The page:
The 2D texture application engine 124 also may construct matrix matrixScreenFromMercator to encode the full Cartesian viewing pipeline including translation, rotation, tilt and projection. In the implementation where a map texture is generated to overlay roads on a 3D scene, this matrix can be called matrixRoadTextureFromMercator. Assuming that 3D geometry is stored in a spatial data structure organized as an octree (having properties discussed above), and further assuming matrix matrixCartesianFromCartesianOctreeNode is known, the 2D texture application engine 124 can compute the full matrix matrixRoadTextureFromCartesianOctreeNode, for use in efficiently looking up map textures from 2D map data, as follows:

matrixRoadTextureFromCartesianOctreeNode=matrixRoadTextureFromMercator*matrixMercatorFromCartesian*matrixCartesianFromCartesianOctreeNode (Eq. 7)

In this example, CartesianOctreeNode refers to the local coordinate space of the mesh geometry stored in each octree node. Although this example uses an octree, other spatial subdivision techniques can be used in other implementations, such as general bounding volume hierarchies, for example. More generally, each node in the hierarchy can be associated with mesh geometry (or other 3D geometry) that is stored in its own local coordinate space.

This matrix transforms directly from low dynamic range space to another space. Thus, this matrix can be converted into a single precision matrix and stored in the GPU 114. During operation, the components 120124 can use this matrix to quickly and efficiently transform vertex data with a singleprecision matrix multiplication.

Moreover, the use of matrixRoadTextureFromCartesianOctreeNode allows the components 120124 to correctly apply map textures to 3D geometry for arbitrary views of the virtual camera in the coordinate system of a 2D map, even when the 2D map view does not exactly match the 3D map view.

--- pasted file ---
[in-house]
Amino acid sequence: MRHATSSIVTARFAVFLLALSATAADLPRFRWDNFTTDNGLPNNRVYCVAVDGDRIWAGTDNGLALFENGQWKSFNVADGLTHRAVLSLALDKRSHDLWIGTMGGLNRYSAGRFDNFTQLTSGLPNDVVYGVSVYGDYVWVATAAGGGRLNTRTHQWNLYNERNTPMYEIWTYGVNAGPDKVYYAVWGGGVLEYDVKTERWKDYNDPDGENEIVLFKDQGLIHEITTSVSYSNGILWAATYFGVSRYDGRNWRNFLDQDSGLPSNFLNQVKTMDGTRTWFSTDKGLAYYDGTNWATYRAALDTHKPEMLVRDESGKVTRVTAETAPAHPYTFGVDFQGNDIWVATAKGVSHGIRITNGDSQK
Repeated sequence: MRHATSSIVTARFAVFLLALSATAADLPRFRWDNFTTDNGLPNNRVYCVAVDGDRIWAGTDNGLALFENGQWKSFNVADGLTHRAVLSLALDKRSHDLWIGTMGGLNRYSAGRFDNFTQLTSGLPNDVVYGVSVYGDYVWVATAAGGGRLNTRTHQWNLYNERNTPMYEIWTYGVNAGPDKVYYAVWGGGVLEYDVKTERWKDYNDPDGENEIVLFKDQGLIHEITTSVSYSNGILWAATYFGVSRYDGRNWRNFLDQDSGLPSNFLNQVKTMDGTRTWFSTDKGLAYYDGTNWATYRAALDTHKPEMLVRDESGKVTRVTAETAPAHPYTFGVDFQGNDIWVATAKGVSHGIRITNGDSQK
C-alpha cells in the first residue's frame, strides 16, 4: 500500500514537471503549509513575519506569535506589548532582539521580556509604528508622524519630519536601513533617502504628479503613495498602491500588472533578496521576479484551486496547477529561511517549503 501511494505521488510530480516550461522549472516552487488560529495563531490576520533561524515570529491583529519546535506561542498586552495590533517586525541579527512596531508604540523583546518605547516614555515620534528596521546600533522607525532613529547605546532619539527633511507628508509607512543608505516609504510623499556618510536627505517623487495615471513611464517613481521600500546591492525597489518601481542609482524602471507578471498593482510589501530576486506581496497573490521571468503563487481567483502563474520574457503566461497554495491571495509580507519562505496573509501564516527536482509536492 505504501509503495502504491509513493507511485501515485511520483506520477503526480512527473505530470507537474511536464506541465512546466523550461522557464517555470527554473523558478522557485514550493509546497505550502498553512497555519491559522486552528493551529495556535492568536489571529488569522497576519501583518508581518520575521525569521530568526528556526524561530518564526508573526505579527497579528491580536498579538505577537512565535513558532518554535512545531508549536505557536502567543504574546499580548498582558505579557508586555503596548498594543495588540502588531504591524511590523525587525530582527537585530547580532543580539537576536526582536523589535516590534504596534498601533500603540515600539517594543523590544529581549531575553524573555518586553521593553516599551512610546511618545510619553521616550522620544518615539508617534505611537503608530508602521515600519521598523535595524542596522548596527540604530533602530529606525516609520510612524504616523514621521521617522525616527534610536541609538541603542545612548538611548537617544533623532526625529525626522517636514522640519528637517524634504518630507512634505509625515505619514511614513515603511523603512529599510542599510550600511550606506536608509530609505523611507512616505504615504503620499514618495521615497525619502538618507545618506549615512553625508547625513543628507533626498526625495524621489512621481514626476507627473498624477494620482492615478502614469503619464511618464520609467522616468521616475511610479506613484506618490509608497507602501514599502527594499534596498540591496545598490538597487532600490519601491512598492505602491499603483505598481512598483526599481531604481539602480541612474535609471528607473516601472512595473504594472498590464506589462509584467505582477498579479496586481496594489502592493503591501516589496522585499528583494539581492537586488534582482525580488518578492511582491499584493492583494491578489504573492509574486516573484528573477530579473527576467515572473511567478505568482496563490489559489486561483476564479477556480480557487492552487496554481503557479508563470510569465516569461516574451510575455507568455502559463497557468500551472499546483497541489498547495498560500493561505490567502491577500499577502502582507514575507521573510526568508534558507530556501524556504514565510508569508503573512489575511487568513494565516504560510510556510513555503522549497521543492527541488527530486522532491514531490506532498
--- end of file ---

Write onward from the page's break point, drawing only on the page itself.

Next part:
It is further noted that in some implementations, the components 120124 may cache a viewportspecific map texture generated as described above. When the perspective of the virtual camera changes, the components 120124 sometimes may reuse the map texture. For example, if the changes to the perspective of the virtual camera are relatively small, the components 120124 may rerender 3D geometry every time, but regenerate the map texture only for every Nth change while reusing the cached map texture for the other N−1 instances. In this matter, the components 120124 can increase the speed of generating a 3D scene textured with imagery textures and map textures at the expense of some accuracy.
Applying Linear and NonLinear Transformations to Map Elements

As indicated above, the curvature factor computing module 309 (see FIG. 3A) selectively applies a curvature factor depending on whether the curvature of the Earth makes a significant visual difference for the given perspective of the virtual camera. When the virtual camera is relatively close to the surface of the Earth (e.g., less than approximately 10,000 meters above the surface), the curvature of the Earth has only a small effect. On the other hand, when the virtual camera is relatively far above the surface of the Earth, the curvature of the Earth can introduce noticeable errors into the transformation between the 2D and 3D coordinate systems, if linear transformation is used.